Fatigue Tip Sheet

Last Modified: December 4, 2014

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Fatigue is one of the most common side effects reported by people receiving cancer treatments (surgery, chemotherapy, radiation therapy, or other drug therapy). It has been described as a feeling of exhaustion, feeling completely worn out, feeling that their body is "heavy" and difficult to move, or an inability to concentrate. Fatigue can cause physical, emotional, and mental exhaustion. This can be very distressing to the person experiencing it, as it is not caused by overactivity and is not usually relieved by rest, yet many people will suggest rest as a way to decrease the fatigue. People undergoing therapy can have ups and downs, good days and bad days in the energy department. This tip sheet is meant to give suggestions of ways to make the most of the energy they do have and attempt to prevent fatigue from occurring or from worsening.

Unfortunately, doctors do not know exactly what causes fatigue, and think it probably has several different causes, which makes finding effective treatments difficult. There are two ways to treat fatigue that have been shown to be quite effective in clinical trials: exercise and treatment of anemia.

Treatment of Anemia

Anemia, which is defined as a hemoglobin count of less than 12 grams per deciliter (this is a measure of red blood cells) can be a cause of fatigue. Red blood cells contain hemoglobin, which is responsible for carrying oxygen throughout the body. This oxygen is the fuel for muscles, and low levels of it can lead to fatigue.

It is important to remember that not every person with fatigue has anemia, and not every person with anemia has fatigue. Ask your doctor or nurse about your hemoglobin count to see if you are anemic. The treatment of anemia depends upon the cause and in some cases the cancer itdelf is the cause and treatment of the cancer will ultimately help resolve the anemia. Other potential treatments include: iron supplements, red blood cell transfusions and a growth factor to stimulate red blood cell growth. Your healthcare provider can discuss if any of these treatments are appropriate for your situation.


Sounds crazy, but exercise has been shown to help relieve fatigue and improve quality of life. Now, we aren't talking about running a marathon - a walk around the neighborhood is more like it! Starting this exercise before fatigue sets in can help prevent fatigue from developing. Try to do some type of activity each day. It may help to ask a friend to join you: walk in a local park with nice scenery, listen to music while you walk, or walk to a destination (the store, dry cleaner, etc.). Walk at the mall in bad or hot weather; many malls open early (before the retail shops) just for this purpose. Make it enjoyable. If you already have fatigue, start small, walk just a few blocks and gradually increase the distance over time.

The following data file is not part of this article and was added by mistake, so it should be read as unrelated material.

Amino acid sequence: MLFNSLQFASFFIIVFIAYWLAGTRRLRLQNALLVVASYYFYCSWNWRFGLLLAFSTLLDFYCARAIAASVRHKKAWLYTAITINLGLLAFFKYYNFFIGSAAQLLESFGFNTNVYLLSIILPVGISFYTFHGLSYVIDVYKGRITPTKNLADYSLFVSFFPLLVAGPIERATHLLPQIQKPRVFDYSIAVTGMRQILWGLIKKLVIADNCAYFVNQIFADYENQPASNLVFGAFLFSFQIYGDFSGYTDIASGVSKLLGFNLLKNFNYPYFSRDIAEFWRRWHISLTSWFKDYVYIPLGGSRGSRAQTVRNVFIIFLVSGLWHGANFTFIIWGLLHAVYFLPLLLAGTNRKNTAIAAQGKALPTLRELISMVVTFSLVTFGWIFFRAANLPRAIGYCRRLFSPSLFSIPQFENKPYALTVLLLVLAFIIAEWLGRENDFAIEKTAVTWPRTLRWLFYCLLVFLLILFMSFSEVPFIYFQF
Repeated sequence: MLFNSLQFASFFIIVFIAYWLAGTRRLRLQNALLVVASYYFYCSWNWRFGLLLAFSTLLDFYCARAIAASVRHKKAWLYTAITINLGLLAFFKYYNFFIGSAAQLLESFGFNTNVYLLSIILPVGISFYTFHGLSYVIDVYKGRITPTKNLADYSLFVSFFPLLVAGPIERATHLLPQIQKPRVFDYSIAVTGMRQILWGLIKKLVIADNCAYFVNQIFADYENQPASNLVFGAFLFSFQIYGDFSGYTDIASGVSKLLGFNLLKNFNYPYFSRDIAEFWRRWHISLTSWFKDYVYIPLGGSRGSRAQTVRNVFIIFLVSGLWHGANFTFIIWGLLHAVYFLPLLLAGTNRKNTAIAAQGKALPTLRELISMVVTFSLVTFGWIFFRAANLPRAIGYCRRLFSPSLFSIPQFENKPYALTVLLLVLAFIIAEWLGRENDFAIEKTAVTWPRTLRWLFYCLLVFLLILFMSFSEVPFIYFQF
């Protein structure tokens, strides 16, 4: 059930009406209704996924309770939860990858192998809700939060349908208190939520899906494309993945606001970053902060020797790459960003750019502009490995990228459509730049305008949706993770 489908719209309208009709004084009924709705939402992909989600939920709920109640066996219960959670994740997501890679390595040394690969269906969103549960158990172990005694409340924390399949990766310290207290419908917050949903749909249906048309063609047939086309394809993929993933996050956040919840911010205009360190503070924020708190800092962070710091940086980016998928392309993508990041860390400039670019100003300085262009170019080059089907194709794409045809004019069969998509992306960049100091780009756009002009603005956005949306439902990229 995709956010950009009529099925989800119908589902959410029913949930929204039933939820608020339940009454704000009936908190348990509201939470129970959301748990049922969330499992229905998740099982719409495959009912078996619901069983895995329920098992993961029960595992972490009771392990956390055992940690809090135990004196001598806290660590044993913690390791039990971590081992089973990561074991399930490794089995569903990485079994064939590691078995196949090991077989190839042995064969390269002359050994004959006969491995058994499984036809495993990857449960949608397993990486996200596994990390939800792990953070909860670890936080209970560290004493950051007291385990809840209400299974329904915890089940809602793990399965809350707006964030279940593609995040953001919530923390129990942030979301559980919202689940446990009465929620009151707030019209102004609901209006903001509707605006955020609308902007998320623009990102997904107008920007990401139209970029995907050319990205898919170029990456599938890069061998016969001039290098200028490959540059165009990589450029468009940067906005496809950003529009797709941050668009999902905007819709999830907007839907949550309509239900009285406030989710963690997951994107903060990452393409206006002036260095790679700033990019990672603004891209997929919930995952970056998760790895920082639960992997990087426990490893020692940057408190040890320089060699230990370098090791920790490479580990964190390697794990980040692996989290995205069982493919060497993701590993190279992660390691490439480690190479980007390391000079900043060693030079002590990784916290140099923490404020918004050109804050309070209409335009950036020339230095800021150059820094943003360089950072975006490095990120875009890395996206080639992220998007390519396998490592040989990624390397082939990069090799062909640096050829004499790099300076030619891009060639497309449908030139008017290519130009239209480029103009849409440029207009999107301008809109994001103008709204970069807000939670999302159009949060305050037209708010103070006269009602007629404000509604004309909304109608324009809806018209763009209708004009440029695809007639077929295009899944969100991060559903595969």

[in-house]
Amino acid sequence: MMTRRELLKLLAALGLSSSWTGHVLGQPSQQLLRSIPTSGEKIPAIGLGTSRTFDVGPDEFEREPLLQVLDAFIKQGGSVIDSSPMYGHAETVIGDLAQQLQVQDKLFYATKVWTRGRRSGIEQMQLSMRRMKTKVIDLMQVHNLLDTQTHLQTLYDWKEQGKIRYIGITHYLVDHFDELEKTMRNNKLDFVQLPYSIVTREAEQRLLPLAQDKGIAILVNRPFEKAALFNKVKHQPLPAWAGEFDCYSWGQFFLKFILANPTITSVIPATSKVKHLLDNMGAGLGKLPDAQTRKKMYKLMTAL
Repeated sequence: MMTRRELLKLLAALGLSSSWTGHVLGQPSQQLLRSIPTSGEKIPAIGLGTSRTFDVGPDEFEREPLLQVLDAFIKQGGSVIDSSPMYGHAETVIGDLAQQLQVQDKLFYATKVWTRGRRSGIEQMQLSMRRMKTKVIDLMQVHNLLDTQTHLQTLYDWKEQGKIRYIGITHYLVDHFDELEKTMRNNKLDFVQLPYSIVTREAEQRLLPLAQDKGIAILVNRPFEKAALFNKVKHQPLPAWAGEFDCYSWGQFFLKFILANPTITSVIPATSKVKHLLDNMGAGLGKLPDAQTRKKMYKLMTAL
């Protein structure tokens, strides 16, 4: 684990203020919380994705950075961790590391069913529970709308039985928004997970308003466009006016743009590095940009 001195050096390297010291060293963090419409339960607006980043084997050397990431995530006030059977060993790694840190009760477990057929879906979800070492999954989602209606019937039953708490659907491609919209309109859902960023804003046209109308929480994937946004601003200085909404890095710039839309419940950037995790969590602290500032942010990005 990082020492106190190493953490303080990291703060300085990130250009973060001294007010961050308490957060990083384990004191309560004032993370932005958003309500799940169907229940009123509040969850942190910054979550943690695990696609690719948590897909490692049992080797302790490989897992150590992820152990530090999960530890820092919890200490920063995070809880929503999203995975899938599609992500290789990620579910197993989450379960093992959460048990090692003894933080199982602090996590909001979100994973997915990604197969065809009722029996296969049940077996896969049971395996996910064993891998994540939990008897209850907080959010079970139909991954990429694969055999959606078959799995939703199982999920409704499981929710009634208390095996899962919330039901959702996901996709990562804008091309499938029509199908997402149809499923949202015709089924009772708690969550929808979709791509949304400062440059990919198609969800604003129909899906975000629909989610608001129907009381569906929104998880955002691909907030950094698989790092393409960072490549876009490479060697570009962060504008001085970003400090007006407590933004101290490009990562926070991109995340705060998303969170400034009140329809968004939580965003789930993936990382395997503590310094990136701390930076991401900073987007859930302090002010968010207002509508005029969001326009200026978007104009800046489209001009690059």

Some other ideas to help manage fatigue

  • Allow yourself to rest, but do not overdo it as too much rest can make fatigue worse. A nap during the day should not be longer than 45 minutes to an hour, and you do not want this to interfere with nighttime sleep.
  • Conserve energy for when you need or want it most (take it easy in the morning so you can make it to the grandkid's soccer game in the afternoon). Eliminate tasks that are unnecessary (do you really need to make the bed every day?).
  • Ask for help!! People want to help; they just don't know what to do. Ask a friend to clean, prepare a meal, run an errand, pick up the kids, or just sit and talk. Consider the person's own personality and strengths when assigning a task, and accept that they may do it differently than you. Consider who likes to cook, who is good with the kids, or who doesn't mind cleaning?
  • Know your bad days. If you know the day after therapy is a bad day, don't make plans for that day. If you work every day, schedule treatment on Friday afternoon to allow the weekend to recover.
  • Friends and family need to know that even if you make plans, there will be some days were you just can't do it and may have to cancel or adjust the plan.
  • Sleep problems can add to fatigue. Try to keep a normal sleep schedule (go to bed and wake at the same time), avoid caffeine and talk to your doctor about a sleep aid if you are having trouble.
  • Poor nutrition can worsen fatigue. Carbohydrates and proteins provide the most energy, avoid heavy fatty meals, and try 4 or 5 smaller meals as opposed to 3 larger ones.
  • Take time to re-energize with enjoyable activities such as visiting with friends, a meal out with your significant other, listening to music, or doing a hobby you enjoy.
  • If you work, talking with your employer about fatigue is crucial. Refer them to websites about fatigue. You may be able to adjust your schedule to work around your energy, or adjust your responsibilities while you are receiving treatment. Talk to your human resources representative about the Americans with Disabilities or Family Medical Leave Acts, sick time and healthcare coverage.
  • Complementary therapies such as massage, relaxation techniques, meditation, and yoga have been shown to help relieve fatigue.
  • Make sure your caregivers takes time for themselves. They also become fatigued and need to be at their best in order to help you.

Be sure to let your doctor or nurse know if you are not seeing any relief of fatigue or if you begin to feel depressed, feel a loss of interest, or experience increased anxiety as these could be a sign of other issues.


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